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Autogenerate descending arrays

by bl0rf (Pilgrim)
on Mar 13, 2004 at 20:58 UTC ( #336412=snippet: print w/ replies, xml ) Need Help??

Description: The Perl range operator '..' is often used to quickly fill in arrays like so: @arr = ( 1..9 );. Unfortunately that only works when the left argument is smaller than the right argument and you can only make an array with ascending values. But what if you want descending values?

@array = ( 7..1 );   # returns an empty array

@array = map { $_ * -1 } ( -7..-1 );

# When generating the array you are technically going
# up from a large negative to a small negative.
# Then, you multiply each value by -1 and assign
# to @array. Works like a charm.

Comment on Autogenerate descending arrays
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Re: Autogenerate descending arrays
by jweed (Chaplain) on Mar 13, 2004 at 21:08 UTC
Re: Autogenerate descending arrays
by pbeckingham (Parson) on Mar 13, 2004 at 21:12 UTC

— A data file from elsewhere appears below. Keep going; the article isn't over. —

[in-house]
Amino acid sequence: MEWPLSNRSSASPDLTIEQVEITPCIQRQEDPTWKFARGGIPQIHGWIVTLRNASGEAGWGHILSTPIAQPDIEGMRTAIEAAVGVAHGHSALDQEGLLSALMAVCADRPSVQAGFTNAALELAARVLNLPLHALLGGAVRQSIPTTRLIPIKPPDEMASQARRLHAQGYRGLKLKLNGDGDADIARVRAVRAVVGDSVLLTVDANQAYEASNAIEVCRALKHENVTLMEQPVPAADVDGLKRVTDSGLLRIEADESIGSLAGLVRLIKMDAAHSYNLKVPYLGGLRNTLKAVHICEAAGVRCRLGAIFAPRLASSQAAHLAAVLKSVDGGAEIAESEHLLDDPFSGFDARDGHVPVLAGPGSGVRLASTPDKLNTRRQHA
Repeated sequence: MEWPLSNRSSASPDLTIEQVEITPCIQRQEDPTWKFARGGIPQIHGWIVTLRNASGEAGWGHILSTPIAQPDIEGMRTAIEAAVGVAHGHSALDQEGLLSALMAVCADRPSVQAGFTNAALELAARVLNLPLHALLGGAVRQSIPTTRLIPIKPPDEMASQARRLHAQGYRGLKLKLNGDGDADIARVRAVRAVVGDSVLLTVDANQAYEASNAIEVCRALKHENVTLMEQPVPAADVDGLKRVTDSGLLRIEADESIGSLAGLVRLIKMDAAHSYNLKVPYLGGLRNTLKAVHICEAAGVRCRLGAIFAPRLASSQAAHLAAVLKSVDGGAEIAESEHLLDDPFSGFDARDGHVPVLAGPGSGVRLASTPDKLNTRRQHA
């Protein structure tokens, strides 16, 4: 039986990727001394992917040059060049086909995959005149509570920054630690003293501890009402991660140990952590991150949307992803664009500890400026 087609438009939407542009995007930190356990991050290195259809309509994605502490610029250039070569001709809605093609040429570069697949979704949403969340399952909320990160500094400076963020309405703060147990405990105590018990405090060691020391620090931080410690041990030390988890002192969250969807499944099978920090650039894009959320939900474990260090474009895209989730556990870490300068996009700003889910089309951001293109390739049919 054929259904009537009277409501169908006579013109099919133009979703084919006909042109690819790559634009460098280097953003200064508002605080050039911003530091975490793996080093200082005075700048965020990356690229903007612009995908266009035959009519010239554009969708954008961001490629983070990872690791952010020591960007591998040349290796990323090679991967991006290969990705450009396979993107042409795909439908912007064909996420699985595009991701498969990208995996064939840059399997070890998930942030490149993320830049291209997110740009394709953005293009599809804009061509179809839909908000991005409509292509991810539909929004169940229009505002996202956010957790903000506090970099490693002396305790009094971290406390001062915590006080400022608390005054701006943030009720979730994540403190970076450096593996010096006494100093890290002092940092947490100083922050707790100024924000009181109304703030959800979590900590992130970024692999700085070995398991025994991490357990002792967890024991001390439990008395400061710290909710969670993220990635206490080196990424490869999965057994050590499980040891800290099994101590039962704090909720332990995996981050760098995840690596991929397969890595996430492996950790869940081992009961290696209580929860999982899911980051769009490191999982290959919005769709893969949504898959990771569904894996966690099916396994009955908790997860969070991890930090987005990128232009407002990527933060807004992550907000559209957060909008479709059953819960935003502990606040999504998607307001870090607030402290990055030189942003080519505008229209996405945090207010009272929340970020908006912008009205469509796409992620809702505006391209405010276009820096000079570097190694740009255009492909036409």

How about simply reversing the resultant range?

    @array = reverse (1..7);

Re: Autogenerate descending arrays
by TomDLux (Vicar) on Mar 13, 2004 at 21:25 UTC

    Dunno if it makes it more familiar, my instinct was to put the reverse inside the parenthesese.

    My logic kinda runs:

    • Create a sequence, 1..7.
    • Reverse it.
    • Make it into a list to assign to the array.

    Of course, having reverse() return a list works, too.

    --
    TTTATCGGTCGTTATATAGATGTTTGCA

Re: Autogenerate descending arrays
by kappa (Chaplain) on Mar 14, 2004 at 21:57 UTC
    This is weird, but looks and feels somewhat cool :) And to all commenters, TMTOWTDI, btw.

    On to the code. There's no need to do multiplications to negate a number.

    @a = map { -$_ } (-7 .. -1);
Re: Autogenerate descending arrays
by bl0rf (Pilgrim) on Mar 14, 2004 at 21:52 UTC
    aah! I completely forgot about reverse!
    Thank you fellow monks for your feedback, testing also shows that reverse is twice as fast as my method. I'm happy there's more than one way to do it ( or anything ).

      By the way, using reverse is faster because this case is optimized as the action mentioned in the subject is very common :)
        How is it optimized?

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